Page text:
Regulator broadens scope of China's OTC market

PUBLISHED : Monday, 28 May, 2012, 12:00am
UPDATED : Monday, 28 May, 2012, 12:00am

Guo Shuqing, China's securities regulator, has broadened the scope of the mainland's over-the-counter (OTC) market to include trade in the securities of small manufacturing companies.

After two years of preparation, the China Securities Regulatory Commission (CSRC) is set to launch the OTC market - also known as the 'third board' - in the second half of this year.

The original blueprint for the new board, prepared under the chairmanship of Guo's predecessor Shang Fulin, aimed to create an over-the-counter market for technology start-ups. But Guo revised the plan to give small manufacturers an opportunity to raise much-needed capital on the market as well.

'Chairman Guo refused to buy into the idea of making the third board a technology-laden market,' said a source close to the CSRC.

'He thinks the national economy needs an OTC market that can facilitate small companies in various industries to raise funds.'

During Shang's tenure at the CSRC between 2002 and 2011, priority was given to the capital requirements of technology firms offering products and services related to the internet, telecommunications, bio-medicine, and new energy.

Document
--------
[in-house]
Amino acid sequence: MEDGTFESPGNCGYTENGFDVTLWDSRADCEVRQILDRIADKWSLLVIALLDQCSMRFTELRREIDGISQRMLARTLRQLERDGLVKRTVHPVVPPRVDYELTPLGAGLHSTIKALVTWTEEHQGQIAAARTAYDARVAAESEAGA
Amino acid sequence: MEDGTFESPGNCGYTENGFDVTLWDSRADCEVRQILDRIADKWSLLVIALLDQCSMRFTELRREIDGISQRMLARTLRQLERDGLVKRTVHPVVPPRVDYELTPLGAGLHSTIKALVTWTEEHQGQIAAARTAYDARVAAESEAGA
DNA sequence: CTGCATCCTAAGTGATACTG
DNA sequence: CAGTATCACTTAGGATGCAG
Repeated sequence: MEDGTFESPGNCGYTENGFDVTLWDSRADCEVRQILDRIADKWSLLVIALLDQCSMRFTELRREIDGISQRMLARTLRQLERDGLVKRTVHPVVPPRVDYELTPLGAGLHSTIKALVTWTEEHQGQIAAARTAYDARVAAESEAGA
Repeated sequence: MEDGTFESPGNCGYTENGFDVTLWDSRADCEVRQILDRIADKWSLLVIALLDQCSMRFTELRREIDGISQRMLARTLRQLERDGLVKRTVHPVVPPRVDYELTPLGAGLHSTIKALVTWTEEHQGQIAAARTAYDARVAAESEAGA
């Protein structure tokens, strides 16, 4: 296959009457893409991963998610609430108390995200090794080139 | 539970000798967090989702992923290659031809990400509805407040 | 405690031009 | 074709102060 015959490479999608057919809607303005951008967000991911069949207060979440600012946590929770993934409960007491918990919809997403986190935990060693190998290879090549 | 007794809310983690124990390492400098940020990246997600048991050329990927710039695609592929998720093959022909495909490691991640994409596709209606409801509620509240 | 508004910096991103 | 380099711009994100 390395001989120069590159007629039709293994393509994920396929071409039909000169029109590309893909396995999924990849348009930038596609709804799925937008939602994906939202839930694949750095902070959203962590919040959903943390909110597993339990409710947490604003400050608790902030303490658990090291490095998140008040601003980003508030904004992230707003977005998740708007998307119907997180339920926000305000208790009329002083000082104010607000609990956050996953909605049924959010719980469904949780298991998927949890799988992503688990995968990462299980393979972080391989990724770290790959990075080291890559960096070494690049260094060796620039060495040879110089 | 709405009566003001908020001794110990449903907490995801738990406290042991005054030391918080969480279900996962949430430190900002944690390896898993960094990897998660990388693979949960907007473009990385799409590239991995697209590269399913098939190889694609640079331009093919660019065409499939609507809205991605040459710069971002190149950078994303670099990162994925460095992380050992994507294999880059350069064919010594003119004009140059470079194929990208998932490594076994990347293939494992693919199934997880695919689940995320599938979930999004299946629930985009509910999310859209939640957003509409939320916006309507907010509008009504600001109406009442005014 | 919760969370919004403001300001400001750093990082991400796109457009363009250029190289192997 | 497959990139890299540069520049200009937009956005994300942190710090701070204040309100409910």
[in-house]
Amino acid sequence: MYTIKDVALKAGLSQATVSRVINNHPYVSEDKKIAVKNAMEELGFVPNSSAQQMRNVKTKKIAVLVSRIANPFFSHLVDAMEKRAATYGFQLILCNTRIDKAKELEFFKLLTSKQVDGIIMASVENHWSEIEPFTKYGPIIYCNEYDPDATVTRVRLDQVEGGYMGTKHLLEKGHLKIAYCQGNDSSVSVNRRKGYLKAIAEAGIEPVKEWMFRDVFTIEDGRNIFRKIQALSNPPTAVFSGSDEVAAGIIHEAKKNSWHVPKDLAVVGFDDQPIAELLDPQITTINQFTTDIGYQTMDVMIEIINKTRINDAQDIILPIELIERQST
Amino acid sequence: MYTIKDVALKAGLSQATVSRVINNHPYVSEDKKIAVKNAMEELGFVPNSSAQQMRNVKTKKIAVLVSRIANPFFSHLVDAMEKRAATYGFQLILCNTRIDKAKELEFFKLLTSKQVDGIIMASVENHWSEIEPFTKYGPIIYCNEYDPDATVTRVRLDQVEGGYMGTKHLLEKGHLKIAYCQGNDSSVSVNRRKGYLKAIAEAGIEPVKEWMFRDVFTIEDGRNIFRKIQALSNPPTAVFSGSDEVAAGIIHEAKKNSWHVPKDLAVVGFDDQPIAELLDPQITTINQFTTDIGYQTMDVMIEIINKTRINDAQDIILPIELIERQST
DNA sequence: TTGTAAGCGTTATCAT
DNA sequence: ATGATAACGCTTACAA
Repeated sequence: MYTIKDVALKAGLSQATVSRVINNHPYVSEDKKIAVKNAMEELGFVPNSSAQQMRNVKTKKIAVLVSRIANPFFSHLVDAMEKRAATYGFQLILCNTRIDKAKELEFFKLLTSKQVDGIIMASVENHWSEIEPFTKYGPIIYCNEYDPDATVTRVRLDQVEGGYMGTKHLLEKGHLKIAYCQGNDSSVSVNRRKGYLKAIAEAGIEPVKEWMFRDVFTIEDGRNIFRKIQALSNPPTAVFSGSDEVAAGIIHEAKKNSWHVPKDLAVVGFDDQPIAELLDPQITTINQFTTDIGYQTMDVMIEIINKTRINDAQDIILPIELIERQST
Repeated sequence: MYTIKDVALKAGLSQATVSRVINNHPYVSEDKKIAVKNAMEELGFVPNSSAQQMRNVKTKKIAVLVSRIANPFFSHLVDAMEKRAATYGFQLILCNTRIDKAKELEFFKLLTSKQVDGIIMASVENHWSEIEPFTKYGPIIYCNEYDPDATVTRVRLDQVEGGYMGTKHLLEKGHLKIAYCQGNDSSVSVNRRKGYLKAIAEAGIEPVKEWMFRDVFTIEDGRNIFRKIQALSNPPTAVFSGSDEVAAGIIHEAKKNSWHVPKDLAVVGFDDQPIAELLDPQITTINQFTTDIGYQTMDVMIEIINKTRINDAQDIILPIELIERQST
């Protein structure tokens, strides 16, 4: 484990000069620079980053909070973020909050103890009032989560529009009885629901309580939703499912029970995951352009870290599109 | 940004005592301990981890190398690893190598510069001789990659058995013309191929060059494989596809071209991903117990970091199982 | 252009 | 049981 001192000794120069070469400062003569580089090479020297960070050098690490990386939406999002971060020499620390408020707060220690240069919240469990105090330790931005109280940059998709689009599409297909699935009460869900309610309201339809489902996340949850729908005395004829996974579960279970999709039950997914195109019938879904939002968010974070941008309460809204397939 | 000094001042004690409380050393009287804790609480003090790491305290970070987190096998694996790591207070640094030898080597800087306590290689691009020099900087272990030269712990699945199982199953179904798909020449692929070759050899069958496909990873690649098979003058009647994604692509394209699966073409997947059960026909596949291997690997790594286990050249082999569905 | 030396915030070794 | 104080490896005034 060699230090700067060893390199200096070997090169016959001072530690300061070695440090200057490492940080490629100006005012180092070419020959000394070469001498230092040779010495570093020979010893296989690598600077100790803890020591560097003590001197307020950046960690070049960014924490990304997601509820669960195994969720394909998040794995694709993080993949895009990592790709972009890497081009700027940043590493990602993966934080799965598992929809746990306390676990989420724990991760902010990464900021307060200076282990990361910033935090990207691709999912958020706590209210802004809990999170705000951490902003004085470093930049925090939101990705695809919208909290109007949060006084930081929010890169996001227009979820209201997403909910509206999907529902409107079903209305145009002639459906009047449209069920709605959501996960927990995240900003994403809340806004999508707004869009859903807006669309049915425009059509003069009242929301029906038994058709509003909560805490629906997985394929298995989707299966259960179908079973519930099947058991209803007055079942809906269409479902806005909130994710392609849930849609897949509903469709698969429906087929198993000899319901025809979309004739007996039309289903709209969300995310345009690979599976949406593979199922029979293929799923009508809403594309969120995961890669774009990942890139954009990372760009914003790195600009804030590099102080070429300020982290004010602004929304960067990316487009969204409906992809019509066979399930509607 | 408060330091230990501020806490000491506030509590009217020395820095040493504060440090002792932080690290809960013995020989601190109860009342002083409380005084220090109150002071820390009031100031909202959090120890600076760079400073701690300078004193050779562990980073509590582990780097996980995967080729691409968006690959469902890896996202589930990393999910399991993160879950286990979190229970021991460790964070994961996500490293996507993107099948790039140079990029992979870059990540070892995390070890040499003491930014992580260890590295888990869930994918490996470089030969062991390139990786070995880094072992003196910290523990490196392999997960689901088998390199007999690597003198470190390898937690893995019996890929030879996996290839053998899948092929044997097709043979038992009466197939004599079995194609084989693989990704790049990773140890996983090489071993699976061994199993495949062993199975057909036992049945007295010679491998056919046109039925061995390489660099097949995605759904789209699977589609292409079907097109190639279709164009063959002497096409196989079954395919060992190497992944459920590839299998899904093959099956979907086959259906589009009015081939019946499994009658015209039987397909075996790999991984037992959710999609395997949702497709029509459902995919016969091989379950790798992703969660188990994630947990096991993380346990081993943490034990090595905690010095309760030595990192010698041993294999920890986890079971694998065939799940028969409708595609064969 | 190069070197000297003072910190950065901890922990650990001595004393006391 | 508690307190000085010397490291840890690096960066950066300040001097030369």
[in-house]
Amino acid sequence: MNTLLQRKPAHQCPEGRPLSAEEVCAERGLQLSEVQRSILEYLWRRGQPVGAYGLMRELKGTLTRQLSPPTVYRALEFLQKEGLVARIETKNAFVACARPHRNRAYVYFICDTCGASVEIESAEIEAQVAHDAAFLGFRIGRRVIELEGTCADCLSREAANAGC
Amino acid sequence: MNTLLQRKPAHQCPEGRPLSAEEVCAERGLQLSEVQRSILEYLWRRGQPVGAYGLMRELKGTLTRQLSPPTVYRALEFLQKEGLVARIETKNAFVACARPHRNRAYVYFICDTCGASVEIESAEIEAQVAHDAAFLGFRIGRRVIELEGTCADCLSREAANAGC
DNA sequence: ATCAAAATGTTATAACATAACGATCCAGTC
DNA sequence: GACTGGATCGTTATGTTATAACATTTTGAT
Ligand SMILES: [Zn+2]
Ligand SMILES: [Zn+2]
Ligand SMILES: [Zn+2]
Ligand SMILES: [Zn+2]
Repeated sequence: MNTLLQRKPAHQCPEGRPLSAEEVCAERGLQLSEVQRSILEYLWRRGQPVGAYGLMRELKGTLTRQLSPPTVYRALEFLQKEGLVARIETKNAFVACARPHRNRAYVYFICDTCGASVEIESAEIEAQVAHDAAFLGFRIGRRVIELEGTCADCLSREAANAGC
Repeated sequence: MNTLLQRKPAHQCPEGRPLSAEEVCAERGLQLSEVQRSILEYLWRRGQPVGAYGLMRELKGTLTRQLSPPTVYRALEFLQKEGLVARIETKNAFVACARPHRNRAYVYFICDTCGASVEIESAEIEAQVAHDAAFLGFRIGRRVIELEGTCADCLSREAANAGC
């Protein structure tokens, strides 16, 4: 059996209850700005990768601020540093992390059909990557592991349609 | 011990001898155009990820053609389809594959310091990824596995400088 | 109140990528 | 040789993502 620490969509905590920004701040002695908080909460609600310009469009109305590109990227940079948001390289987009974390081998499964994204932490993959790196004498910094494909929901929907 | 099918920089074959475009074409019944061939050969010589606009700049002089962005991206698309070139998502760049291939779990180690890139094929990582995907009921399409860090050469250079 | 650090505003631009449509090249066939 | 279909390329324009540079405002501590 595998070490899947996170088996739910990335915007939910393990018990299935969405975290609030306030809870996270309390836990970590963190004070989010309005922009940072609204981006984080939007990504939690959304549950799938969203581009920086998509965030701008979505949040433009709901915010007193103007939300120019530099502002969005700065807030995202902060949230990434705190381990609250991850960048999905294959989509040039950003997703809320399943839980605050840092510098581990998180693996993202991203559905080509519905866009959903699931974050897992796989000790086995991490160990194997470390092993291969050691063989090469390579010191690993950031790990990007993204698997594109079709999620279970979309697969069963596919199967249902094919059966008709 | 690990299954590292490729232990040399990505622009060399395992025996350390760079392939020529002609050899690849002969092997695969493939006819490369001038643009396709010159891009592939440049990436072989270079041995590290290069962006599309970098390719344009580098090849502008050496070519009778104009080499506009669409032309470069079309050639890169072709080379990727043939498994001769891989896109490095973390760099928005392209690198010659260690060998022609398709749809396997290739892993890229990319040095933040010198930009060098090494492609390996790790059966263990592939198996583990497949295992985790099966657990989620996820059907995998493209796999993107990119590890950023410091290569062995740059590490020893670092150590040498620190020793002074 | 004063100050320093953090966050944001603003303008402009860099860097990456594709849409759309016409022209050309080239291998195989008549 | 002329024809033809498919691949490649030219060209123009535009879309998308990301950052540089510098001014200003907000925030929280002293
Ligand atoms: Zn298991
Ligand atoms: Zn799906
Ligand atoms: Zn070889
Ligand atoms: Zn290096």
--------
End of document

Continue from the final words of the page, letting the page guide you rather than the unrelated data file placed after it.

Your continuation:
Under the original plan, the CSRC intended to develop the Securities Trading Automated Quotations (Staq) network at Beijing's Z-Park, also known as China's Silicon Valley, into a national-level exchange.

It was envisaged that the nationally-unified OTC market would be based on the Staq network, which would also link with other trading platforms for technology start-ups across the mainland.

In 2010, the CSRC also gave the green light in principle to Shanghai to set up its own OTC market at the Zhangjiang Hi-Tech Park in Pudong, part of its efforts to expand the trading network of the third board.

The Shanghai OTC market has yet to be launched.

Guo, former board chairman of the China Construction Bank (CCB) and a former head of the State Administration of Foreign Exchange (Safe), revised those plans when he took over as chairman of the CSRC, and told officials that small manufacturing firms that produce low-value exports ranging from shoes to leather bags couldn't be ignored.

Guo was among several strong advocates for incentives to bolster the embattled small-size manufacturers.

Under his directives, the Shanghai and Shenzhen stock exchanges are now also putting the final touches to preparations for a high-yield bond market on which small firms can raise capital.

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